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  • Writer's pictureSally Jameson Bond

Captain William B. Overstreet, Jr., USAAF

My husband Joe and I were invited to a Halloween party last Saturday night. Except for my nephew’s Halloween-themed wedding reception in 2015, we’d not been to a Halloween party since the early 1980s. (Our party-hardy days clearly ended many years ago.) But I’ve always loved Halloween (see my October 27, 2021 blog, “All Hallows’ Eve”), so getting the invitation for last Saturday’s event was quite a treat, and it was great fun.

At the end of the evening, with flashlights in hand, we were ushered out the door and across the back yard to a high chain link fence with a gate. On the other side of the fence was a cemetery. Yes, we were about to enjoy our own private ghost walk!

Regular readers of Sally’s Soliloquies may remember that I also love cemeteries (see my blog “Casualties of War” from August 17, 2022) so this was certainly the highlight of the evening for me. Our adventure was borderline spooky but mostly just very interesting. We stopped at a few markers of note, including the grave of Virginia Lee Boyd Noell. Mrs. Noell was the daughter of a War of 1812 veteran and one of five founders of the Alpha Sigma Alpha sorority at the State Female Normal School (now Longwood University) in Farmville, Virginia. ASA was one of four Farmville sororities that became national entities and are still active on college campuses today.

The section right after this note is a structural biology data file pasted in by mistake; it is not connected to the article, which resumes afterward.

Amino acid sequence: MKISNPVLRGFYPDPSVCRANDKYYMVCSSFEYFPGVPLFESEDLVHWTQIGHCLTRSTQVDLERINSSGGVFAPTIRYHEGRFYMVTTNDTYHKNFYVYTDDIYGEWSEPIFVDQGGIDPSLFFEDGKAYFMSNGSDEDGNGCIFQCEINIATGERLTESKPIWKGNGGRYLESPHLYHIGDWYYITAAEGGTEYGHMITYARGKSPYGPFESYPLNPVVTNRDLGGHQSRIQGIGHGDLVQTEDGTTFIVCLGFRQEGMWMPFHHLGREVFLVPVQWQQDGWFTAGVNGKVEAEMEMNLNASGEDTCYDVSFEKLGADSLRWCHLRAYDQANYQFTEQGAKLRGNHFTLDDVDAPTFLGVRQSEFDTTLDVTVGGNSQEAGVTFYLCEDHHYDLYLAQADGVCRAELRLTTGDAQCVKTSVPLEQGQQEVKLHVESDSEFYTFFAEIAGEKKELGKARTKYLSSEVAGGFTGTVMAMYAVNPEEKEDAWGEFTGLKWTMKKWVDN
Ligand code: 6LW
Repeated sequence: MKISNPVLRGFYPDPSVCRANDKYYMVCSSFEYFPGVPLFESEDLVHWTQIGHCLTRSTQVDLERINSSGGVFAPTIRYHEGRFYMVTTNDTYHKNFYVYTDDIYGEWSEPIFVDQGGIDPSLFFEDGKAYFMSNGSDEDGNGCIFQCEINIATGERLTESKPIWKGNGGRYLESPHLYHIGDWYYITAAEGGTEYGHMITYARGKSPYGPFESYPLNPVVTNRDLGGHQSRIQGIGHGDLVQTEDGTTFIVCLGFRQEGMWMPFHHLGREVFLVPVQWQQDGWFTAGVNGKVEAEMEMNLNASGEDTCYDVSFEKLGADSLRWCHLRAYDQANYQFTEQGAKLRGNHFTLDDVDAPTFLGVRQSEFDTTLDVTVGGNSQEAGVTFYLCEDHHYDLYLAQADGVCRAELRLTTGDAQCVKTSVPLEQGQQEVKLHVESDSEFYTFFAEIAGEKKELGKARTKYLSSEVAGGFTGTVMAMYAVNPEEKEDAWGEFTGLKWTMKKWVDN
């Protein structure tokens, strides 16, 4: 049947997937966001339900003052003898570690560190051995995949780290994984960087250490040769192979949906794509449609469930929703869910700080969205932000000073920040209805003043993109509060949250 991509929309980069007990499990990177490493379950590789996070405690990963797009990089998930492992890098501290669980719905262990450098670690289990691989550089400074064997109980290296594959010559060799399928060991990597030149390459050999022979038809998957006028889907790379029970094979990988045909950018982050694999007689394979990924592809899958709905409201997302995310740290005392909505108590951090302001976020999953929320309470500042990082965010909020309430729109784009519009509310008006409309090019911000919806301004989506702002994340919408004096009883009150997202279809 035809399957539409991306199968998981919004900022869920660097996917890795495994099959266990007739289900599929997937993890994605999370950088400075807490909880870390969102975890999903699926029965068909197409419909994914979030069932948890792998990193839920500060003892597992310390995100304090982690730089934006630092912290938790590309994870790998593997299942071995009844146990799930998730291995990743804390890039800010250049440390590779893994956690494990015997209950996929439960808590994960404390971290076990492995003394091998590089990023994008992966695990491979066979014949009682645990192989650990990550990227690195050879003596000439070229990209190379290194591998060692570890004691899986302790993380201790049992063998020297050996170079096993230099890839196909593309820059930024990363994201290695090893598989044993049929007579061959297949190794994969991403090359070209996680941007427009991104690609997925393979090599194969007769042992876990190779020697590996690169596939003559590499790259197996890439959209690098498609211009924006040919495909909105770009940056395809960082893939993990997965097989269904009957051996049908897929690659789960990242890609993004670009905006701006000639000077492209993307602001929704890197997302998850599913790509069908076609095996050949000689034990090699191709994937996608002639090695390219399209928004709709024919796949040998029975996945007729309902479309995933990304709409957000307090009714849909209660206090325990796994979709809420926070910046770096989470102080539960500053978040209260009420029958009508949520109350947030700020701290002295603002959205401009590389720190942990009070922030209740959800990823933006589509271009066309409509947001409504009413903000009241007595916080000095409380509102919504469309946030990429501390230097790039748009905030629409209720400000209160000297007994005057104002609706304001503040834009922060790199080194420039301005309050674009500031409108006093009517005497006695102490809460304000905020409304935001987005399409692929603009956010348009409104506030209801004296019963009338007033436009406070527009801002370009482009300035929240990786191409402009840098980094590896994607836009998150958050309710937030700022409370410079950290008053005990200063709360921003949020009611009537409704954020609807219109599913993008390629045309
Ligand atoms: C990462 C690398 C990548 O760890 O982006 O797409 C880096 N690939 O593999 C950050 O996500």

For me, the most interesting stone we came upon was the grave of William B. “Bill” Overstreet, Jr. You might not know the name, but some of you might remember why he’s famous. I’ll get to that in a minute.

Bill Overstreet was born on April 10, 1921 in Clifton Forge, Virginia and was attending college in West Virginia when the Japanese attacked Pearl Harbor on December 7, 1941. Like so many young men of his generation, he wanted to do his part. So, he enlisted in the U. S. Army Air Forces with dreams of becoming a fighter pilot. All his preflight and flight training took place in California and Arizona, and after he earned his wings, he was assigned to the 357th Fighter Group of the 363rd Fighter Squadron.

As you would expect, Bill’s flight training was not without danger. While practicing combat aerobatics in a P-39 Airacobra in June 1943, he encountered a situation where the plane would tumble and go into a flat spin. It was almost impossible to control the plane. He tried to release the doors so he could eject, but they wouldn’t open because of the pressure against them. He managed to use his knee and shoulder to overcome the pressure and popped out. He was dangerously close to the ground by then, but his chute opened just in the nick of time. He was the first pilot to survive a tumbling P-39. When he got back to Hamilton Field, he sought out the soldier who packed his parachute and thanked him profusely.